The end result is that if I end up coming back from Gulu for any reason I’ve been invited to the wedding on Saturday. Brenda’s sister and a very nice fellow by the name of Scott are getting married up at the Bahá‘í House of Worship in the African style. Even after a lengthy discussion this morning with Brenda I’m not entirely sure I understand how this is hugely different from a Western style wedding, but part of it seems to be how the wedding is paid for. Because it’s terribly offensive to not be invite the whole family these weddings are huge, and therefore expensive. So at the meetings held each week to organize the wedding pledge cards are passed around and people are asked to donate some shillings to help offset the cost of the wedding. This could be anything from 20 Shillings (less than 1 cent CDN) to 5000 or 20,000 Shillings ($2.50 and $10.00).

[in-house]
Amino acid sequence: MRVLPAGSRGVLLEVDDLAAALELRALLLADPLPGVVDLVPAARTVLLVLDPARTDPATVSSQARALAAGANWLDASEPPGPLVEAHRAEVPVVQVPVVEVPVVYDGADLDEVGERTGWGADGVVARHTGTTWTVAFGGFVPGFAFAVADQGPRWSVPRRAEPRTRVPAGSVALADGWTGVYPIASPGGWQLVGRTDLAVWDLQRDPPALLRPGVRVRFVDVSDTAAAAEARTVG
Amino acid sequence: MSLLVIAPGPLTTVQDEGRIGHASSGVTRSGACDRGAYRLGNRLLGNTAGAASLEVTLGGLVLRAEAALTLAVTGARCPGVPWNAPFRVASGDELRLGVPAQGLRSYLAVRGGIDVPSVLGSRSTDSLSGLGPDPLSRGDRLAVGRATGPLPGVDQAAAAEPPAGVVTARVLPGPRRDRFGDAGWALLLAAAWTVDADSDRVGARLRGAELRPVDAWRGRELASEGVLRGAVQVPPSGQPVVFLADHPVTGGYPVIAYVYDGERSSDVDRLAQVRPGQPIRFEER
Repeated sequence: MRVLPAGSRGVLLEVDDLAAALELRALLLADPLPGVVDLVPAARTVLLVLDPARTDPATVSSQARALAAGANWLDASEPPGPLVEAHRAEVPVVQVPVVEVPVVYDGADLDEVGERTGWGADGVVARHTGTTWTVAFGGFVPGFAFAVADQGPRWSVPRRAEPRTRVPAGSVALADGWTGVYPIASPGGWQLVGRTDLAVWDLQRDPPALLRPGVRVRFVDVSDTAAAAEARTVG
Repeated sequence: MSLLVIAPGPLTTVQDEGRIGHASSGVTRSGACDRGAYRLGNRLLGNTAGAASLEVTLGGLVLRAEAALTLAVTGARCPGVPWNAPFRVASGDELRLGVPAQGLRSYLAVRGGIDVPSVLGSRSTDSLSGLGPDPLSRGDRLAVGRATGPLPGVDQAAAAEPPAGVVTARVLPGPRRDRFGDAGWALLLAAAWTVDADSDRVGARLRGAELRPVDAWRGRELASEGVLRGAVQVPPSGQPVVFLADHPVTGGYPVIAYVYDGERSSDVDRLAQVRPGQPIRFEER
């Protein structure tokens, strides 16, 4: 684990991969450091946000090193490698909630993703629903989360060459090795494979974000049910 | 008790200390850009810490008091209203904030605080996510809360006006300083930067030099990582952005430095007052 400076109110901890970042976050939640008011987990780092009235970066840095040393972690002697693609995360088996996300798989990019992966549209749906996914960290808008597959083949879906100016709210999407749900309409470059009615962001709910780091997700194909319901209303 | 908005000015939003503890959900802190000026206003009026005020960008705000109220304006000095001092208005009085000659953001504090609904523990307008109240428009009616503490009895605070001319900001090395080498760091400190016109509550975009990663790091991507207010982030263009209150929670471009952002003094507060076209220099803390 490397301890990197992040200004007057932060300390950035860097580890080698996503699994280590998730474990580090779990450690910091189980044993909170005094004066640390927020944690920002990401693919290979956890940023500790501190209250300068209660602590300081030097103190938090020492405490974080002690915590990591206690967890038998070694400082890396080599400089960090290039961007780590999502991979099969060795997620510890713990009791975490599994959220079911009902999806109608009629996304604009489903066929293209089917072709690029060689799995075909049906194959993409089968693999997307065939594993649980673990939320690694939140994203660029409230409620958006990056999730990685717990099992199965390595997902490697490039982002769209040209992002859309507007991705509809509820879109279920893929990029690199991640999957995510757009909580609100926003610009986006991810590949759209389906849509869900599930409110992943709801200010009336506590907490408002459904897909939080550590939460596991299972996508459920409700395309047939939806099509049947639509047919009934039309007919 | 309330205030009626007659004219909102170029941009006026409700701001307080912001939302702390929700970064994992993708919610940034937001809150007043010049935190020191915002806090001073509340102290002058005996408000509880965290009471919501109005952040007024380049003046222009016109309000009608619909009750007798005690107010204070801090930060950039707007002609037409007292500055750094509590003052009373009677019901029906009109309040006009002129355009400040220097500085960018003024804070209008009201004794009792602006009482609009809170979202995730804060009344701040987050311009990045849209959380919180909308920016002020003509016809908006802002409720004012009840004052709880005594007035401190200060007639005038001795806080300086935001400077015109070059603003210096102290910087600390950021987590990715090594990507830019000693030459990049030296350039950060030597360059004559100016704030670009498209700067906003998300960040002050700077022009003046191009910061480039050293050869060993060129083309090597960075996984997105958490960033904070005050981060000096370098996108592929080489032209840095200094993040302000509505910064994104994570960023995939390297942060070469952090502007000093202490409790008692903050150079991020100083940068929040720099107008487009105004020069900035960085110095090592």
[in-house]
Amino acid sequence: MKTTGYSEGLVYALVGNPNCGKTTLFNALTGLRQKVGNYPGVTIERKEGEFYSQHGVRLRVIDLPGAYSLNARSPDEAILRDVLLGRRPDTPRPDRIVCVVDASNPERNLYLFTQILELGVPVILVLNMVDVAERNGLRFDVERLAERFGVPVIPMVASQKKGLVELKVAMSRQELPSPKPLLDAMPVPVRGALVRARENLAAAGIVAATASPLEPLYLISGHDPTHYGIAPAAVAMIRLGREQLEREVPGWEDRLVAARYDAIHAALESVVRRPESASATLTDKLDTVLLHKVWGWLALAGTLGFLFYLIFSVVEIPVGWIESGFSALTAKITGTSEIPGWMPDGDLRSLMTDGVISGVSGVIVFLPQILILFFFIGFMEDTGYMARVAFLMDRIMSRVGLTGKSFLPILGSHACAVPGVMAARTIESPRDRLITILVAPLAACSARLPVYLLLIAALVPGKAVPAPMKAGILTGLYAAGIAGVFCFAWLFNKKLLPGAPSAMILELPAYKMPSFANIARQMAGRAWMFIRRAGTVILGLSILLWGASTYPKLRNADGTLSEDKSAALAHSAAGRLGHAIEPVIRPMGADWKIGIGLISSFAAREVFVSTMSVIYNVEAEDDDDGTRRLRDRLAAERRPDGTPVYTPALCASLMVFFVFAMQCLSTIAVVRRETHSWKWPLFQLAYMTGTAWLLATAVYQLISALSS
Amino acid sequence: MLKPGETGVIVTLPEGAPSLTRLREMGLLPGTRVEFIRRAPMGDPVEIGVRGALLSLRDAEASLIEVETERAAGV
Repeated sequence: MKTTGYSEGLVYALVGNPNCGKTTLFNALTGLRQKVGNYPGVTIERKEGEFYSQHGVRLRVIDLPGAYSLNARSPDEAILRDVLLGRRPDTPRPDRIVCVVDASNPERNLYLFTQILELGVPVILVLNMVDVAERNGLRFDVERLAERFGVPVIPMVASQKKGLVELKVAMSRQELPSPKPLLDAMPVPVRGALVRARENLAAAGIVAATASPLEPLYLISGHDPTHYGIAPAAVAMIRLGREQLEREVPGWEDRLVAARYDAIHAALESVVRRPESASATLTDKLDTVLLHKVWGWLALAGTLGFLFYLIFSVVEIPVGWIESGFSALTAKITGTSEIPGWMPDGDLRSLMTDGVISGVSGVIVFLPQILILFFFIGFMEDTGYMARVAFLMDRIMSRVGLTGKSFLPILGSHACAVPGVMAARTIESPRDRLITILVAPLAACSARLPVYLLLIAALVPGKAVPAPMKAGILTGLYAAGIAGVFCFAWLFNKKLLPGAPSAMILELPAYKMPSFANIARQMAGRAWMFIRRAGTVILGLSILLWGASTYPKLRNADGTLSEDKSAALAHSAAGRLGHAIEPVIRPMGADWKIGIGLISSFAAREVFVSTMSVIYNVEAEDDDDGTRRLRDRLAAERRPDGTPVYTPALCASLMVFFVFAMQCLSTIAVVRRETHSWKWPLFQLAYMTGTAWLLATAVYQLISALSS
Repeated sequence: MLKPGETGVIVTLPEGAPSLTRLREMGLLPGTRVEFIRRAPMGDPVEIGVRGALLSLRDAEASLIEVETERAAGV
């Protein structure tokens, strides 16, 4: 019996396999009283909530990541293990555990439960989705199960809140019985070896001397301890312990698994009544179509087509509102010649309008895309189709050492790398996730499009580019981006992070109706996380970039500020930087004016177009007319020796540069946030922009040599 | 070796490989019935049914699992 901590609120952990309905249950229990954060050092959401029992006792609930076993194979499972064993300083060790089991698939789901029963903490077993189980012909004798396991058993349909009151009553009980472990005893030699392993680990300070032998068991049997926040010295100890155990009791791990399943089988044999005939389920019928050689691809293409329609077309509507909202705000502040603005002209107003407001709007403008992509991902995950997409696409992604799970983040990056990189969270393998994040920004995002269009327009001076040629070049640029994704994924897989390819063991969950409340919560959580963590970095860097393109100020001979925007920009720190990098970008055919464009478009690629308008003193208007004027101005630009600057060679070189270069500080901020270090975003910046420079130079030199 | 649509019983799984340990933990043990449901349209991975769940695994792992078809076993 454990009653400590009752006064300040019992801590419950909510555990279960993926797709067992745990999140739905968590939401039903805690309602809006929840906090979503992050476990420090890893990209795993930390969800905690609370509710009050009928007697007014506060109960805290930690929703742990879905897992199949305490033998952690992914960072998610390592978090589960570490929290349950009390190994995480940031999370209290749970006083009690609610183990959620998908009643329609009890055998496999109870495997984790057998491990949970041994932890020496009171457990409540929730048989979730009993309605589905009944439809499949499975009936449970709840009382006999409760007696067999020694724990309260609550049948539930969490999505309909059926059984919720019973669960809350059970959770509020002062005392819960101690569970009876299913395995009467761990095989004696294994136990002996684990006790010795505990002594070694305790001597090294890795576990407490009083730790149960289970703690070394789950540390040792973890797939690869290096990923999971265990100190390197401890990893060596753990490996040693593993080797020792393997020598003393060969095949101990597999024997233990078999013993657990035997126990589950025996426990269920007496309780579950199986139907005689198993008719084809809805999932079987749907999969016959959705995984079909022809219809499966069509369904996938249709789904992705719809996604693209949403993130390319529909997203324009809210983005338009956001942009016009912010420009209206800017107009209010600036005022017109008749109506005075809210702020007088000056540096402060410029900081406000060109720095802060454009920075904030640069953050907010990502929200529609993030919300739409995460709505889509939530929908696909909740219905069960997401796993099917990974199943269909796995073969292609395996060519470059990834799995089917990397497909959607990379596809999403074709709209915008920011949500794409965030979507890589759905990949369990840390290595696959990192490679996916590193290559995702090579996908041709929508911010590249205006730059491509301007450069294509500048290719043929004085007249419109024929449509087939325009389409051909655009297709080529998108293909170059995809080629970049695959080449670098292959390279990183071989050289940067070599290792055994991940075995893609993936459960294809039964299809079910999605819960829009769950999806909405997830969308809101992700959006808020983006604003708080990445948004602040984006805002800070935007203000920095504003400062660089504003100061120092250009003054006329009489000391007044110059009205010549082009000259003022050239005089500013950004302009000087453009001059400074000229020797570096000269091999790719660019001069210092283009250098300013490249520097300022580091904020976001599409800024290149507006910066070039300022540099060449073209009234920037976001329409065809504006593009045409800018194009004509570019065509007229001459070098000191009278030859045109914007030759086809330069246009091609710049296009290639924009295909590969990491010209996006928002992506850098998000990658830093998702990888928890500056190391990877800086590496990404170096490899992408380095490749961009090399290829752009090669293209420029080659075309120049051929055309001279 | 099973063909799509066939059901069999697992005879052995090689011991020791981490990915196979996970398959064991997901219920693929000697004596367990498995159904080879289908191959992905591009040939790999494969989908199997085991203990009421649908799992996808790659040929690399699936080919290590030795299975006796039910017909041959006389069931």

‘Family’ is a much more encompassing expression in Africa than in Canada. There is the standard nuclear family (mother, father, siblings), and then there is the extended family (grandparents, aunts, uncles, cousins, etc.) but the extended family has to be considered for the maternal and paternal side of both the bride and groom. Then add friends of the bride and groom, their children, and any friends that come but don’t want to go alone and so bring a friend of their own for company. Ok, we’re now at what I would consider to be a fairly large Canadian wedding. BUT WAIT! THERE’S MORE!